But the truth is I was a terrible primary school teacher!!!! I tried and failed to teach my unruly class fractions and spelling rules and handwriting, but my refusal to use the cane - and my total lack of discipline - meant they mostly ran riot! But at the end of each day I read them stories – The BFG, then Matilda and The Twits. I tried reading The Witches but gave up after three pages when it all started getting a bit close to the witch-doctor scandal that had seen off my predecessor!
When I ran out of books I started writing stories. About the children mostly: about Franzina the champion Mopani worm eater, Adolf the football legend who played with only one shoe and little Belinda who saved Miss Catherine from the scorpion in the classroom. It was the only time I achieved quiet or imparted anything of any value as they sat spellbound listening to stories. I think that was when I became a writer.
Teaching in Africa taught me three things. One, I never, ever wanted to teach primary school again. Two, if there’s scorpion in your classroom and you jump onto the desk screaming, ‘Kill it!’ to the nearest six year old, your pupils will never let you forget it. And three, I wanted to be a writer.
5) Have any of your pupils read We Can Be Heroes Yet?
Quite a few of my current pupils contributed to the book in one way or another. I did ask one of my Year 9 manga boys (the boys who spent most of my lessons doodling manga and inspired the character of Ben) to read it and check that my manga frame of reference was accurate. I was always asking them questions about manga and I think they thought I was nuts!
And then some of my Year 7s helped by handwriting the letters that appear in the novel. And actually at one point we were hoping to get one of the manga boys to do the comic-strip that appears in the back of the novel but in the end deadlines were too tight and so a professional illustrator did it which I’m still a bit sad about - although the manga strip he created is incredible and amazing and brilliant!
I do hope my pupils will read We Can be Heroes (even though I forgot to put it on the reading lists I distributed at the end of term – duh!) because pupils past and present very much inspired it - as you can tell by the fact that so many of them get thank yous in the back. I like the idea of one of my former pupils picking it up and reading it and not realising until they got to the acknowledgements in the back that they helped inspire it! If any of you do, please drop me a line!
6) What has the publication process been like?
I am blessed with the world’s best editor and agent so it has been an amazingly exciting collaborative creative process. It is incredible to work with people who love your book and who can help you make it better than you would ever be able to do on your own.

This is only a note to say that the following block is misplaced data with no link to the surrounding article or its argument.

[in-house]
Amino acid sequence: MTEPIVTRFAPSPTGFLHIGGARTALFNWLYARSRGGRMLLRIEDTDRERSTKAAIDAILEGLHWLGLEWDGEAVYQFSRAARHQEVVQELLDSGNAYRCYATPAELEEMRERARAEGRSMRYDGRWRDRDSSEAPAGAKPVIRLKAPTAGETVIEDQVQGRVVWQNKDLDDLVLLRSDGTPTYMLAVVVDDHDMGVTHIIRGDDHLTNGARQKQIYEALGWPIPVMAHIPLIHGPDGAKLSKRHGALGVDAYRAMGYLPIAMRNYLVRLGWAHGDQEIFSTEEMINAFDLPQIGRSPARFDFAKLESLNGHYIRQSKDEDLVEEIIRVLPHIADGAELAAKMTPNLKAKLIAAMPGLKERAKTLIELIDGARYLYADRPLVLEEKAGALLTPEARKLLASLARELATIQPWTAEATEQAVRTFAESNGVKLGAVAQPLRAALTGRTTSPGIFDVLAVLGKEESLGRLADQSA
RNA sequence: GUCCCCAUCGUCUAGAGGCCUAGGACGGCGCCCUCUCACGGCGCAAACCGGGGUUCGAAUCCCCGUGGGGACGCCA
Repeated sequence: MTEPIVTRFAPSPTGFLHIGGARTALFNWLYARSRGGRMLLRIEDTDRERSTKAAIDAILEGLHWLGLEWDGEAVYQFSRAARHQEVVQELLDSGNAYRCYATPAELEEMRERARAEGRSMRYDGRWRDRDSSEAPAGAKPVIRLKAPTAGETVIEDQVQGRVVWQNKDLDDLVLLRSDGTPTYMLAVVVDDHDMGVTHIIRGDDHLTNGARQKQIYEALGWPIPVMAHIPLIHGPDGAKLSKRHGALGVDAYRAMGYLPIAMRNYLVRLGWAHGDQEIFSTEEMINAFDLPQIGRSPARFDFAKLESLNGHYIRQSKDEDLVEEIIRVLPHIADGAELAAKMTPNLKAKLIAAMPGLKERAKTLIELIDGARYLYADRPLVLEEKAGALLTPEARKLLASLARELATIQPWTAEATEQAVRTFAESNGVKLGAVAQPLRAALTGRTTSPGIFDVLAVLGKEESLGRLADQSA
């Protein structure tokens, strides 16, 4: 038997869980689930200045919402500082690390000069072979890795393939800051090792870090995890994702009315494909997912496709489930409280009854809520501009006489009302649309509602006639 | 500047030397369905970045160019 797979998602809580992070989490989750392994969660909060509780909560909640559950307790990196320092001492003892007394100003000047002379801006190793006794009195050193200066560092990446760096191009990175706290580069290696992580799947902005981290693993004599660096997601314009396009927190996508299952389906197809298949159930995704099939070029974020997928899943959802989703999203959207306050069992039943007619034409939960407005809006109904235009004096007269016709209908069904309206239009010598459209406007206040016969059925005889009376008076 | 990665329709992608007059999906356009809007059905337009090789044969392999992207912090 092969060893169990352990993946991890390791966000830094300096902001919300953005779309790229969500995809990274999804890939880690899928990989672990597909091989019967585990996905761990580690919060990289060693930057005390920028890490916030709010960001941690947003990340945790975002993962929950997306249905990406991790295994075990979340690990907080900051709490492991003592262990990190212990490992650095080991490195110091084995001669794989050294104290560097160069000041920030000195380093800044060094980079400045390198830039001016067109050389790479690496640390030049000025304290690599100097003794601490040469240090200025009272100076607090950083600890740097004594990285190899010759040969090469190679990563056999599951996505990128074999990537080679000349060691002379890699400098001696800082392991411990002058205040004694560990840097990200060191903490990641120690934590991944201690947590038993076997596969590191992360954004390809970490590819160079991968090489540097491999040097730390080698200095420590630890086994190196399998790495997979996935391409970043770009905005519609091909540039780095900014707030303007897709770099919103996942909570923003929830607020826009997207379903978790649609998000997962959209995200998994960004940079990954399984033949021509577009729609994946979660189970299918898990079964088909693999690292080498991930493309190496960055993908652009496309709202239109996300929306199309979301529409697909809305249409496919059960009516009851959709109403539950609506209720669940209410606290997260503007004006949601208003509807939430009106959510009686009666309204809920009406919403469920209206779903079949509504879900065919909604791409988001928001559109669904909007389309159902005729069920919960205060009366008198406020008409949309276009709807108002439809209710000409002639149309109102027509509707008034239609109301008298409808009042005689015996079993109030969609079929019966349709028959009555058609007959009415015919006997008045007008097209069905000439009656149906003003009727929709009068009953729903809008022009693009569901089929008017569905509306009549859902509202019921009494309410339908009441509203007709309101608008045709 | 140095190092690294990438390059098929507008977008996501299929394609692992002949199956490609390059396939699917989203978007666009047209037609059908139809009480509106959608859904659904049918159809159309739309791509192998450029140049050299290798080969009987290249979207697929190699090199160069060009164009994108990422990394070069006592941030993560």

People underestimate the role of an editor (and an agent if your agent is hands-on with editing as mine is): a good editor has huge creative input in both shaping a novel and fine-tuning and polishing it. I suppose it would be awful if your editor wanted different things to you but I’m lucky that Ali (Dougal at Egmont) is so great. She thinks a lot like me - only way, way better!
The whole process of design is also fascinating. My cover has been through many incarnations and even the type-faces, inside cover design and the amazing process of seeing Bens’ drawings come to life have been fascinating. I am in awe of designers now!
7) What would your advice be to teens considering a career as an author?
Do it! Someone once told me that all it takes to be a writer is to write. And that means not waiting for inspiration to strike and it also means giving yourself permission to write rubbish – and believe me I write a LOT of rubbish along the way!
I reckon you’ve got to treat writing a novel like training for a marathon (not that I’ve ever run a marathon but I’ve run a half so I almost know what I’m talking about!) So, most days you probably won’t want to go out and train/write and you won’t be in the mood but when you get running/writing quite often those feelings go away and you get in the zone, and the more often you run/write the better you get and the easier it is.
Mostly the analogy works - except that I’m not sure it ever really does get easier and you don’t always get in the zone - but that’s exactly why you have to give yourself permission to write rubbish, on the basis that no matter if you bin everything you write you are still exercising your ‘writing muscles’. And, because sometimes you can start out feeling utterly uninspired and then that’s the day you write your best stuff. There’s a book called Writing Down the Bones by Natalie Goldberg which says all this far better than I ever could.
Oh, and Dorothea Brande also has some great advice that I finds helps (I think she says this stuff in Becoming a Writer but I am prepared to be corrected on this!). She talks about writers needing two different ‘brains’: your creative brain and your critical brain. You need both but you also need to keep them separate!
Your creative brain is the one with all the initial ideas: the first rushes of inspiration etc. This is the part of your brain that writes first drafts, but it is a sensitive wee soul with a fragile ego who needs a bit of mollycoddling or it curls up in a ball of self doubt and can’t function (or at least mine does)!
Your critical brain is your editing brain: the side of your head that is able to see faults, look at detail, consider plotting, pace and structure etc. This brain is essential to achieving good writing, but if you let it in too soon, it squishes the creative brain and turns it into a quivering wreck of self doubt.
Brande reckons you need to give the creative brain free flow by just going for it: just write, write, write and don’t look back. Then put your first draft away for a period – a day, a week, 2 months. You then come back to it when you are feeling more dispassionate and able to bring your critical faculties to bear and start editing it with some objective distance. Because if you try editing it right away you just see all that is wrong and get depressed and that kills the creative impulse and you collapse into a morass of despair – or at least I do! Does that make sense? It’s definitely the case for me - probably because my first drafts are uniformly rubbish! I mean, utterly and totally pants! I probably redraft twenty times before I get to something finished.
So: write, write, write; give yourself permission to write rubbish; and only get out your red editing pen out when you feel strong enough to do so.
Hope that sort of helps. Oh, and read, read, read. Cos books are the best inspiration in the world!
Thanks ever so much for asking me to do this! It’s been great fun!